(i) That during the course of examination of Ambala City Branch remittance of non-issuable notes sent to the Note Cancellation and Verification Section of the Reserve Bank of India. Ludhiana, on 26th July, 1960, under your supervision, 10 pieces of Rs. 10/-notes were found short in one packet; the packet in question was recounted by you at the Branch.
(ii) That when you were given the aforesaid packet for satisfying yourself regarding the shortage, you tried to unstitch it and in the process tore off the label stitched on the packet despite instructions not to do so. On the label being examined by the Superintendent-in-Charge of the Reserve Bank's Note Cancellation Section it was revealed that the label bore your signature in token of your having counted the packet in question. It is, therefore, obvious that you tried to destroy the label in order to absolve yourself of the responsibility for the shortage in question.
4. He was further directed to submit his explanation within 10 days of the receipt of the charge sheet.
5. It will be seen from the above that the charges against R.K. Jain were twofold: (i) There was a shortage of 10 pieces of notes of Rs. 10/-denomination in the packet which contained the label bearing his initial; and (ii) That he tried to destroy the label in order to absolve himself from the liability for the shortage.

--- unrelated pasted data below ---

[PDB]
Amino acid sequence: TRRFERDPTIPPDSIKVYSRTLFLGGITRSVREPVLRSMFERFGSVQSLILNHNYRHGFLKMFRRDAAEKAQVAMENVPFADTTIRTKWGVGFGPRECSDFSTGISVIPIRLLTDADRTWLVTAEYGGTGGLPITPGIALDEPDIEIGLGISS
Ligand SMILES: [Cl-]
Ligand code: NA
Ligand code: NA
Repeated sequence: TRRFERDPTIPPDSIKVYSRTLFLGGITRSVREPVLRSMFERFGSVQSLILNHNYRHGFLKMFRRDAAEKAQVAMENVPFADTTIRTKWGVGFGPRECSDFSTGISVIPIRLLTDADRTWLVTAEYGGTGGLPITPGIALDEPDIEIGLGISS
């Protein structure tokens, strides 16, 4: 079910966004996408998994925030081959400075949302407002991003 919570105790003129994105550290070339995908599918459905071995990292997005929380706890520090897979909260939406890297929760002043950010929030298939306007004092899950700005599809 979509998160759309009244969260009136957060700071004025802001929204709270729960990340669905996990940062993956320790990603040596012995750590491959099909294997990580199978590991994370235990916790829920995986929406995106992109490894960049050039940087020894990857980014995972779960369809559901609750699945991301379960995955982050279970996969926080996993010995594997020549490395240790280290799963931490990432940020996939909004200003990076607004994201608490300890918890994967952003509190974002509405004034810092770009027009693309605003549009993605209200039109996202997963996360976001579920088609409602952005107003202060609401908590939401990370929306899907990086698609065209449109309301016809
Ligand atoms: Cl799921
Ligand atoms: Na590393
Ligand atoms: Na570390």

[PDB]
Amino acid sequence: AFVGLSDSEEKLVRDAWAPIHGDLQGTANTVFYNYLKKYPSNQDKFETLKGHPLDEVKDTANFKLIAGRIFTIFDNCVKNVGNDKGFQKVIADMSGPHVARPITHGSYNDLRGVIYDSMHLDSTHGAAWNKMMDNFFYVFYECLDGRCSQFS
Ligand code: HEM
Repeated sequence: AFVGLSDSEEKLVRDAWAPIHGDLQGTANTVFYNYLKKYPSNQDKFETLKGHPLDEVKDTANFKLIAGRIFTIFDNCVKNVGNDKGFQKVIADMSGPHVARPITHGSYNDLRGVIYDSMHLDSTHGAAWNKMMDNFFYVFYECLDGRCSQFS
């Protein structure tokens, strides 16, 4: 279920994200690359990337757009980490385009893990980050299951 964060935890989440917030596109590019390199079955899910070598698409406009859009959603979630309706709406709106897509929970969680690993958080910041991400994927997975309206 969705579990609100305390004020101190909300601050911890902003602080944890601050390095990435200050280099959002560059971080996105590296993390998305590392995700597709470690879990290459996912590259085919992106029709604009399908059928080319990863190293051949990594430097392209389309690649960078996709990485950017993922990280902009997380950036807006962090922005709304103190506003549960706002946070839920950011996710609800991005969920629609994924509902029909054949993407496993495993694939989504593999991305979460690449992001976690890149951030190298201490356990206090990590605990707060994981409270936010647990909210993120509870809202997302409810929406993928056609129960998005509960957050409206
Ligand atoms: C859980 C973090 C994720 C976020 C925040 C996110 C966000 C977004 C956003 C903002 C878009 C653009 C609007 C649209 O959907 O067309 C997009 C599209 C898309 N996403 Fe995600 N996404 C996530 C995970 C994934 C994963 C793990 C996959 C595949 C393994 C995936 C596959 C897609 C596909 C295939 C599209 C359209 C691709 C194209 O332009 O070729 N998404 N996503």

6. R.K. Jain sent his explanation to the charges by his letter dated October 18, I960. While admitting that he was deputed on July 26, 1960 to remit unissuable noted in the concerned section of the Reserve Bank of India, Ludhiana and the shortage being found and the packet being given to him for recounting, R.K. Jain has stated that as the packet had been handled by different persons in the offices of the two banks, the stitching had become loose. Therefore, when the packet was being recounted by him, the slip tore off accidentally. As the staff of the Reserve Bank desired him to confirm the mutilation of the slip, he signed a letter which had been drafted by them on being assured that it was a routine procedure to be adopted. He denied that he deliberately tore off the slip bearing his initial to avoid responsibility for the shortage of currency notes. In turn he alleged that the staff of the Reserve Bank of India at Ludhiana, in the Note Cancellation and Verification Section was prejudiced against him as he had declined to accede to their request to pay them a sum of Rs. 10/-which they had to make good in respect of another packet. He denied the charges as baseless and as he had signed the letter of July 29, 1960, as drafted by the staff of the Reserve Bank of India, Ludhiana, he requested that the proceedings may be dropped.